This is exactly what they did, and quickly it became a massively profitable business. Some of the companies founded in this moment still exist. The most clear cut example is Vinnell Arabia, which I mention briefly in the book. Vinnell Arabia is a firm with a single client. The term for that is monopsony, and I'm so lucky to get to use it. They're a private company that trains the Saudi National Guard. And if you look at Vinnell Arabia's website, it has a little section that outlines its history. And its history is that Saudi Arabia wanted to maintain U.S. training and technical assistance for its National Guard in the 1970s, but the U.S. government made it illegal. So Vinnell Arabia was formed. Vinnell was a company that already existed, but Office of Public Safety advisors who had been already working in Saudi Arabia created this new outfit to keep doing the same work, now for a lot more money.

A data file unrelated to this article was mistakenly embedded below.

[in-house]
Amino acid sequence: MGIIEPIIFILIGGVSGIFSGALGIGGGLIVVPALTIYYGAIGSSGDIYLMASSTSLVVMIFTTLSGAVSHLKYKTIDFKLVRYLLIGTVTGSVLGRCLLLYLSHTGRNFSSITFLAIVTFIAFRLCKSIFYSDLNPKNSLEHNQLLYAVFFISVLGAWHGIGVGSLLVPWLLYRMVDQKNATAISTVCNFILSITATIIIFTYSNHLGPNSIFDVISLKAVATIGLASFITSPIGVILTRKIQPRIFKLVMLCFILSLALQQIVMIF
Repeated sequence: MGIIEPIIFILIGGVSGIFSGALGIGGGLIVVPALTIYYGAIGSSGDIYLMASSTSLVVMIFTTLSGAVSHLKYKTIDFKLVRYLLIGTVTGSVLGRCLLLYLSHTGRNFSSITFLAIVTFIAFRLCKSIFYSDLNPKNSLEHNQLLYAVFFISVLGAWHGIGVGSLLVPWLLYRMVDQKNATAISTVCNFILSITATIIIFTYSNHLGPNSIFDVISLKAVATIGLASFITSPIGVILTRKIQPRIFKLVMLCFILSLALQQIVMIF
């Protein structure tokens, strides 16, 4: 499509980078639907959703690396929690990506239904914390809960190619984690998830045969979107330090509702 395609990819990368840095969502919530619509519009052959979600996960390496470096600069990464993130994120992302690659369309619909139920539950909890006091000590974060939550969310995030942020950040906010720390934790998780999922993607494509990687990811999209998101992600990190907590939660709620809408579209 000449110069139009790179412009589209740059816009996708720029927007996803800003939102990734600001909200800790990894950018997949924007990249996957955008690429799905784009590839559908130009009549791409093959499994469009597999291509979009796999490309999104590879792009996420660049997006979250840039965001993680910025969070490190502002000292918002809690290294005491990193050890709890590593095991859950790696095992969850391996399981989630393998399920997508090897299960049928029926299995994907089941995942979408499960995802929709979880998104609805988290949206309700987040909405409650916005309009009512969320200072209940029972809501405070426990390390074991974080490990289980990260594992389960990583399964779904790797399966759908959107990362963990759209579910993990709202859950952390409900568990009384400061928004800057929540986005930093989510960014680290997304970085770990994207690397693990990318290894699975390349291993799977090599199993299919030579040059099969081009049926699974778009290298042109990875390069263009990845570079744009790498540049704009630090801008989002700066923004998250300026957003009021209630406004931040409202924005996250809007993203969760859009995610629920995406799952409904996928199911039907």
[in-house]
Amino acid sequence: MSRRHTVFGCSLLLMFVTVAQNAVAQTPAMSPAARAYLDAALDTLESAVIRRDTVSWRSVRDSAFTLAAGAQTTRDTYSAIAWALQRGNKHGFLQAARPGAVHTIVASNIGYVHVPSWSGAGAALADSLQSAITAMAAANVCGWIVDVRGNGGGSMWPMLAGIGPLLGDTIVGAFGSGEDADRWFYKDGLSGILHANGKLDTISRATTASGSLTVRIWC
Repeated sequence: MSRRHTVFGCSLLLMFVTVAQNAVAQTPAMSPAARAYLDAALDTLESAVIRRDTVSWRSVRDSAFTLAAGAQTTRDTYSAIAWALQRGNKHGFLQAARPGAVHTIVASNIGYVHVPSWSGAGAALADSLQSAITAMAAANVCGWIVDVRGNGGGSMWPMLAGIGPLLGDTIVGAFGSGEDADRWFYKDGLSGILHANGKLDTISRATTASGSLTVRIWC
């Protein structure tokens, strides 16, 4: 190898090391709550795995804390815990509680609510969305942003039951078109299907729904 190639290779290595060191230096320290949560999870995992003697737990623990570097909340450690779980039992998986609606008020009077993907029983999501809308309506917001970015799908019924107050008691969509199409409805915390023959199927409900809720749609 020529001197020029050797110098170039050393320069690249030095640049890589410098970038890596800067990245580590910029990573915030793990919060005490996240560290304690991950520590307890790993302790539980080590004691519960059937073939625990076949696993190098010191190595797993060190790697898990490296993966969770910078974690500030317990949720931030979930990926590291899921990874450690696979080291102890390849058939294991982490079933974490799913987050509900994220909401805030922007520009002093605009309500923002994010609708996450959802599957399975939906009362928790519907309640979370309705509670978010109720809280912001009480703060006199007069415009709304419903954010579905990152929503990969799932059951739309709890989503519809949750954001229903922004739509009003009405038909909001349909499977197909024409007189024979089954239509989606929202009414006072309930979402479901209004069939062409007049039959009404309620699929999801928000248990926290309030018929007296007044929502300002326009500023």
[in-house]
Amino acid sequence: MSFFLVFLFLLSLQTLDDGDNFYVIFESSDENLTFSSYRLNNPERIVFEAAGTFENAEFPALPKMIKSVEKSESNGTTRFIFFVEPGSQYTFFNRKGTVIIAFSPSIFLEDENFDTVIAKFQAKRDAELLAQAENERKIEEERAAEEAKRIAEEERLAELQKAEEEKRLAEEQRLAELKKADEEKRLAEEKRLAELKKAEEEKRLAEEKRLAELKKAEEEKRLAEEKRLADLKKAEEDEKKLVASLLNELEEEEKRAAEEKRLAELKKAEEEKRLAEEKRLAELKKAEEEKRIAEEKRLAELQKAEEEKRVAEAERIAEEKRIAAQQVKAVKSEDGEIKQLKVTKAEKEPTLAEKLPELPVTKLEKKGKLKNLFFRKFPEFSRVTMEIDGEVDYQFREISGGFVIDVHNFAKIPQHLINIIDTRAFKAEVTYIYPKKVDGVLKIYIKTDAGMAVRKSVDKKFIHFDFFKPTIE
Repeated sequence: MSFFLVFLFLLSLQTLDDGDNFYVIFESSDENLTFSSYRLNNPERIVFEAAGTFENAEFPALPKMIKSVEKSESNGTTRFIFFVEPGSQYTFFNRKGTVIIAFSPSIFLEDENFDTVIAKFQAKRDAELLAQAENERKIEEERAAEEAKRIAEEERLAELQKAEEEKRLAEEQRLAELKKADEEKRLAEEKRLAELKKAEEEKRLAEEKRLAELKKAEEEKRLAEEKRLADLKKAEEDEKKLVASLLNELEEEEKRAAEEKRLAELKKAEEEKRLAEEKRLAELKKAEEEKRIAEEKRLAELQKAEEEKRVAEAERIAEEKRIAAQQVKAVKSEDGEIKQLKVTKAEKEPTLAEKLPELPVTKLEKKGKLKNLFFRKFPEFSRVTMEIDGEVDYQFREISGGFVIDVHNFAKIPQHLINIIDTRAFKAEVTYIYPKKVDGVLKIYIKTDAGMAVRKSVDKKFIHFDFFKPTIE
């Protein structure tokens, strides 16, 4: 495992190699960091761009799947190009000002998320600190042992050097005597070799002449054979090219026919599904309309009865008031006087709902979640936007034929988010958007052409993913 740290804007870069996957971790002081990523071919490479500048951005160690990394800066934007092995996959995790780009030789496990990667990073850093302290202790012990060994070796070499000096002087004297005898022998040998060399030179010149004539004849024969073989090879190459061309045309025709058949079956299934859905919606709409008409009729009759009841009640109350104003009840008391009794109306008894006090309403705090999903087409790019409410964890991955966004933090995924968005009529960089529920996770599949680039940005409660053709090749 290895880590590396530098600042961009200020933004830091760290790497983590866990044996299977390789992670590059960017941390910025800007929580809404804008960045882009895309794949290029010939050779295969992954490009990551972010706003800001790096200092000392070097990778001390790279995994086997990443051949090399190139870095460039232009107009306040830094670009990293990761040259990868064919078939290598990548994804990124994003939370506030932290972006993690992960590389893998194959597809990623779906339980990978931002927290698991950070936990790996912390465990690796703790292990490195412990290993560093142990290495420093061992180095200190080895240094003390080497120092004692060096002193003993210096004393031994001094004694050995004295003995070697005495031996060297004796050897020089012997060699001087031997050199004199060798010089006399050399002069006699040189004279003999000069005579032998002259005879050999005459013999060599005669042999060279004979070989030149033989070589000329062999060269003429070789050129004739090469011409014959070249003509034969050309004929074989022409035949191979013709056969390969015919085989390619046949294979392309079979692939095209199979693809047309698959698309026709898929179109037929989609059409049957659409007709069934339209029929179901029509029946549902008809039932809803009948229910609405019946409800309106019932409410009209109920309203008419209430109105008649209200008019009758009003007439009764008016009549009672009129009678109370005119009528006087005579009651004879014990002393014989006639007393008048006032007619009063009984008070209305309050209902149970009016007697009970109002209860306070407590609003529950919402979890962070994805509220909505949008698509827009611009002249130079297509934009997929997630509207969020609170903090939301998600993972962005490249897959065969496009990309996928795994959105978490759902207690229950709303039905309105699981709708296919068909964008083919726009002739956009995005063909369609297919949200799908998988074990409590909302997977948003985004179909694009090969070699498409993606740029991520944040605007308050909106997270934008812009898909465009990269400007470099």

This firm provided a model for many, many other people to go into private security contracting. And later, and this is outside the purview of my book, the U.S. government starts hiring these companies. In Iraq and Afghanistan, companies like DynCorp were hired to train police. Those contracts cost U.S. taxpayers billions of dollars, and the evidence suggests these firms were ineffective at training these police.
That's not to say that I think the Office of Public Safety would have been more effective. Just recently there was a news story about civil unrest in Iraq, with police shooting live ammunition at protesters in the streets. This could have been a story in Iraq in the 1950s that would have crossed Byron Engle's desk and he would have said, "We have to send some advisors to Iraq. They cannot be shooting their guns at protesters. This is going to delegitimize the government and open the door to all kinds of disasters." The story is unchanged. The U.S. has been training police in Iraq across the decades, and there's still unrest and the police are still killing protesters.
Reading Badges Without Borders made me think about a feedback loop between domestic and foreign policy that I hadn't thought about before. Are there other areas of such blurriness?